Kerala Kaumudi Online
Friday, 21 June 2024 3.21 PM IST

Supreme Court issues landmark ruling to protect landowners in acquisition cases


The government has the right to acquire the land of private individuals for public purposes. However, no land acquisition has taken place without disputes and lawsuits. In the past, the compensation was minimal, which was the main point of contention. Moreover, the landowner often lacked knowledge about the compensation they would receive. As a result, agitation was common wherever the government took over land. Over time, the practice of paying two or three times the market price for acquired land was established. Consequently, the old objections to government land acquisition have diminished. Nevertheless, land acquisition is still not smooth in many places. Often, the government fails to provide clear information to the landowner leading to problems.

A judgment passed by the Supreme Court yesterday should ease landowners' concerns on this issue. The Supreme Court has directed that landowners should be properly informed and their objections considered before proceeding with the land acquisition process. The court specified seven measures to be followed by the government in land acquisition proceedings. A bench of Justices P.S. Narasimha and Arvind Kumar clarified that these measures reflect the important elements of central and state laws relating to land acquisition.

The first duty of the government is to give notice to the owner before the land acquisition process starts. The lack of this notice often led landowners to believe false propaganda. The notice should specify the amount of land to be acquired and the amount to be paid as compensation. The court pointed out that this is part of the fundamental right of citizens to be informed. Since the owner has the right to raise objections with the land acquisition authority, the authority should properly investigate these objections. There should be a takeover announcement that considers the objections. Another requirement is that the land acquisition must be for public purposes. This will be subject to the court's decision and the court can quash the action if it is not in the public interest.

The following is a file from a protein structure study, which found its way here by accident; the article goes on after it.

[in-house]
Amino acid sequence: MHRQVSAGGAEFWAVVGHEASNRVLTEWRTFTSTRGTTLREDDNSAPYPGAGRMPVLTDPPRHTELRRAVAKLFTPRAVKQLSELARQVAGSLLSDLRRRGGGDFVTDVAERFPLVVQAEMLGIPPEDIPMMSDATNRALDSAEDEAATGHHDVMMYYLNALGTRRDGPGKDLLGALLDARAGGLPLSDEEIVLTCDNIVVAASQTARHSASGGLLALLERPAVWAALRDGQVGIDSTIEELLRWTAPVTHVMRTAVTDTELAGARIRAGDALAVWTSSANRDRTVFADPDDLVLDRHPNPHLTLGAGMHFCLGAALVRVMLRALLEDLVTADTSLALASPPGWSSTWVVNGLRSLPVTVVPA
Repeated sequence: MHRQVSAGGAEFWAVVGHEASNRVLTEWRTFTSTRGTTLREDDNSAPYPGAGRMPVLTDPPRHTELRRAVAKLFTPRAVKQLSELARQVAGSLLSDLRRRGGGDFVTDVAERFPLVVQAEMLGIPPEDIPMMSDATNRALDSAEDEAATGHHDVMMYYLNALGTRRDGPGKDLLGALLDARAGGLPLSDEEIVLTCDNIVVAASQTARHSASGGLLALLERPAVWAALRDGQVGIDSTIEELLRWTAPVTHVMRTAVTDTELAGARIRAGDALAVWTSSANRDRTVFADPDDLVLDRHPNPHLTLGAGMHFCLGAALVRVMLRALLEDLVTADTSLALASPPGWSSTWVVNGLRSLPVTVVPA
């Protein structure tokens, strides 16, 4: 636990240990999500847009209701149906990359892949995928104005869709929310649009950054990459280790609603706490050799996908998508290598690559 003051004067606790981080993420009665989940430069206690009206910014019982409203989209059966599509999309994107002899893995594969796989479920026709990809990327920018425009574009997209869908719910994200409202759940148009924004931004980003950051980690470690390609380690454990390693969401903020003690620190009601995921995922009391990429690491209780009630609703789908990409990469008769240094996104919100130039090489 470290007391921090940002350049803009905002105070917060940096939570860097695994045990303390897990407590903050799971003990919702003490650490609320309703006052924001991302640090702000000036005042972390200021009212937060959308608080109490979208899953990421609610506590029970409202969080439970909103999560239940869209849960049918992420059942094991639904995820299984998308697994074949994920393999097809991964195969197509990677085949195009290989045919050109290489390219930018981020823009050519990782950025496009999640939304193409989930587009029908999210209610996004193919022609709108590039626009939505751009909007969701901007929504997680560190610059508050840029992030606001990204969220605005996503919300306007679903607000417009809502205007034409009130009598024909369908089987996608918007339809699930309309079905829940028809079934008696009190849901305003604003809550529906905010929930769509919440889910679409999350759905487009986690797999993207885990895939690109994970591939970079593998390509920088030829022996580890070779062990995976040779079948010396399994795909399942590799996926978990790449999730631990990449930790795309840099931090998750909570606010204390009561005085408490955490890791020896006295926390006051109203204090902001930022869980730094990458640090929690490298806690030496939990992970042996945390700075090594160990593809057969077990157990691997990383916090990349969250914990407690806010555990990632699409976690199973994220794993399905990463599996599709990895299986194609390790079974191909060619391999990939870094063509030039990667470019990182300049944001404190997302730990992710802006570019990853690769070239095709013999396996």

It is a common practice in the country for the government to acquire and hand over land to big companies to set up factories. This requirement may create further obstacles. Another important stipulation is that the government should ensure resettlement if the landowner demands it, along with fair compensation. In many places, it takes years after land acquisition is announced. This prolonged process makes the landowner more vulnerable. As a solution, the court suggests that the entire process, from locating and inspecting the land to paying the compensation, should be completed within a reasonable time frame. This is likely the condition that will please landowners the most. It can be assumed that this Supreme Court verdict will put an end to the endless waits associated with land acquisition.

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